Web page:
Activated carbon filter
Each extractor with circulating air must have an activated carbon filter. This works in addition to the grease filter active against the vapors, but in a different way. While the grease filter removes grease from the fumes, the activated charcoal filter absorbs unpleasant odors, as the air can not be routed out of the kitchen.
The activated carbon filters are a constant burden on the purse, as they need to be replaced every four to six months. These cost between 20 and 50 euros per piece and the change must be done on your own if you do not want to bear any further costs. Exhaust air hoods do not require an activated carbon filter.
When installing an extractor hood with exhaust air, be sure to use fireplaces in the room, which are also provided with an air outlet. This refers to fireplaces. The reason is the possible poisoning by carbon monoxide (CO) by the pull function of the vapor outlet.
For example, if the fireplace uses real wood, the cooker hood can redirect the smoke back into the room, increasing the concentration of the toxic gas, for example, when the windows are closed or there is no other supply of fresh air. High carbon monoxide pollution can be fatal. Therefore, you should clarify the installation with a chimney sweep .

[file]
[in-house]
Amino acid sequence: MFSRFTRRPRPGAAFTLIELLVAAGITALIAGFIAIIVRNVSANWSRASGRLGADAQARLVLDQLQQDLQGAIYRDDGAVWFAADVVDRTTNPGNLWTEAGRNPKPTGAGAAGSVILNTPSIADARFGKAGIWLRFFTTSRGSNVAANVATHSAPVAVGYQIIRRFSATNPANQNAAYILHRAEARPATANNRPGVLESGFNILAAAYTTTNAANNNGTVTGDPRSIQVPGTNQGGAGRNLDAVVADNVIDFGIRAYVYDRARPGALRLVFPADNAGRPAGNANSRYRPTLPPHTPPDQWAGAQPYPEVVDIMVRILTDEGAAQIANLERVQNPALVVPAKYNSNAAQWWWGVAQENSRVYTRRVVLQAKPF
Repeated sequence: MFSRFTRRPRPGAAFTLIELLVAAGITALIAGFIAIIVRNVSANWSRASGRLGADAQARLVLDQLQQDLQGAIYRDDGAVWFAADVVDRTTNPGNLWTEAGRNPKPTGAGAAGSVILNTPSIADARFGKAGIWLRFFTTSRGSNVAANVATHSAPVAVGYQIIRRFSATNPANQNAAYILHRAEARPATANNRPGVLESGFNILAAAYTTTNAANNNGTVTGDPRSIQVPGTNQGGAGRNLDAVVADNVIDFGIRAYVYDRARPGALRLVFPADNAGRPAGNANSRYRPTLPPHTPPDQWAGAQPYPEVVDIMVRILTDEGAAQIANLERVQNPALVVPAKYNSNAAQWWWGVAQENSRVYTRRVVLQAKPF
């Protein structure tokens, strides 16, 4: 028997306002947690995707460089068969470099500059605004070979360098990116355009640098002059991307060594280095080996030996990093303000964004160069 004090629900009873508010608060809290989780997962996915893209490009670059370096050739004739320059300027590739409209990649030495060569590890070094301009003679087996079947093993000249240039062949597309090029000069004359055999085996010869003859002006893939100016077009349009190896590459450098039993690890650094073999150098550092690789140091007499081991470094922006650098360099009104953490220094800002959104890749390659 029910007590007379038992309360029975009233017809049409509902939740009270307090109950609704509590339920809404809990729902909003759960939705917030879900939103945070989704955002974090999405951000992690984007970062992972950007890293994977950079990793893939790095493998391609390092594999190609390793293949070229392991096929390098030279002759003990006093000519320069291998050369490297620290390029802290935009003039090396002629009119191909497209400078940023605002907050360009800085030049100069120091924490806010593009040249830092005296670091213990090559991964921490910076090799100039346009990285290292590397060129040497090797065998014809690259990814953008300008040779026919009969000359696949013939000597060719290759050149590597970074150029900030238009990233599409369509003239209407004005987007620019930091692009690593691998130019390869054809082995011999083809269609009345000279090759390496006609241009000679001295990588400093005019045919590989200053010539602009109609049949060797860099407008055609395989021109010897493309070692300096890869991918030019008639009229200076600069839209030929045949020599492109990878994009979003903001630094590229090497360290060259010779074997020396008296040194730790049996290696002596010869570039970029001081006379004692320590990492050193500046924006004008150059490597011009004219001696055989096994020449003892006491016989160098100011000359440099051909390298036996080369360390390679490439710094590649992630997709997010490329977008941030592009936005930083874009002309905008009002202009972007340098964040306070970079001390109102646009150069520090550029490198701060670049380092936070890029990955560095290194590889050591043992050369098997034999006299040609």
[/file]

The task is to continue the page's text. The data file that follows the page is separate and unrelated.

Based on these tips, it can be said that exhaust air or recirculated air is completely dependent on your living situation, the possible costs and the effort for installation and maintenance. If you are short of cash, a circulating air variant is better than nothing and can be replaced after some time. If you often cook and are a homeowner, a fume extraction hood is definitely much more recommendable, as you can thereby avoid a high odor and noise nuisance .
Tip: Alternatively, you can opt for a cooker hood that supports both functions. These are referred to as switchable and are often installed in energy efficient houses, as the exhaust air function is mainly operated over the summer, while over the winter circulating air is used, which significantly reduces the cost of electricity over the year.